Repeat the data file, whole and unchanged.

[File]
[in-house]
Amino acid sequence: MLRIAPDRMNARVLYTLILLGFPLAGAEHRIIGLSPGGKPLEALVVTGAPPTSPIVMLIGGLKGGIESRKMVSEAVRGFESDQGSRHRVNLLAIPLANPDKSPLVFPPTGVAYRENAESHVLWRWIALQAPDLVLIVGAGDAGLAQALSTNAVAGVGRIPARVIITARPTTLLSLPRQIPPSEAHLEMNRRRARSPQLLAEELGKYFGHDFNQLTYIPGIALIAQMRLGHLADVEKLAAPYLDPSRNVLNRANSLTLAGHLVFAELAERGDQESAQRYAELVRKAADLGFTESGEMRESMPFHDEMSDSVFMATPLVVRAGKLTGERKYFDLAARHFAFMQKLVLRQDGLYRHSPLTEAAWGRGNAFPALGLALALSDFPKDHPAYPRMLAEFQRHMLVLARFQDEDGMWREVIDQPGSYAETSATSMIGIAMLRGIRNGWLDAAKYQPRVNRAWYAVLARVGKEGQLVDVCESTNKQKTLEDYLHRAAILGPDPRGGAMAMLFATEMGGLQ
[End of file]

[in-house]
Amino acid sequence: MLRIAPDRMNARVLYTLILLGFPLAGAEHRIIGLSPGGKPLEALVVTGAPPTSPIVMLIGGLKGGIESRKMVSEAVRGFESDQGSRHRVNLLAIPLANPDKSPLVFPPTGVAYRENAESHVLWRWIALQAPDLVLIVGAGDAGLAQALSTNAVAGVGRIPARVIITARPTTLLSLPRQIPPSEAHLEMNRRRARSPQLLAEELGKYFGHDFNQLTYIPGIALIAQMRLGHLADVEKLAAPYLDPSRNVLNRANSLTLAGHLVFAELAERGDQESAQRYAELVRKAADLGFTESGEMRESMPFHDEMSDSVFMATPLVVRAGKLTGERKYFDLAARHFAFMQKLVLRQDGLYRHSPLTEAAWGRGNAFPALGLALALSDFPKDHPAYPRMLAEFQRHMLVLARFQDEDGMWREVIDQPGSYAETSATSMIGIAMLRGIRNGWLDAAKYQPRVNRAWYAVLARVGKEGQLVDVCESTNKQKTLEDYLHRAAILGPDPRGGAMAMLFATEMGGLQ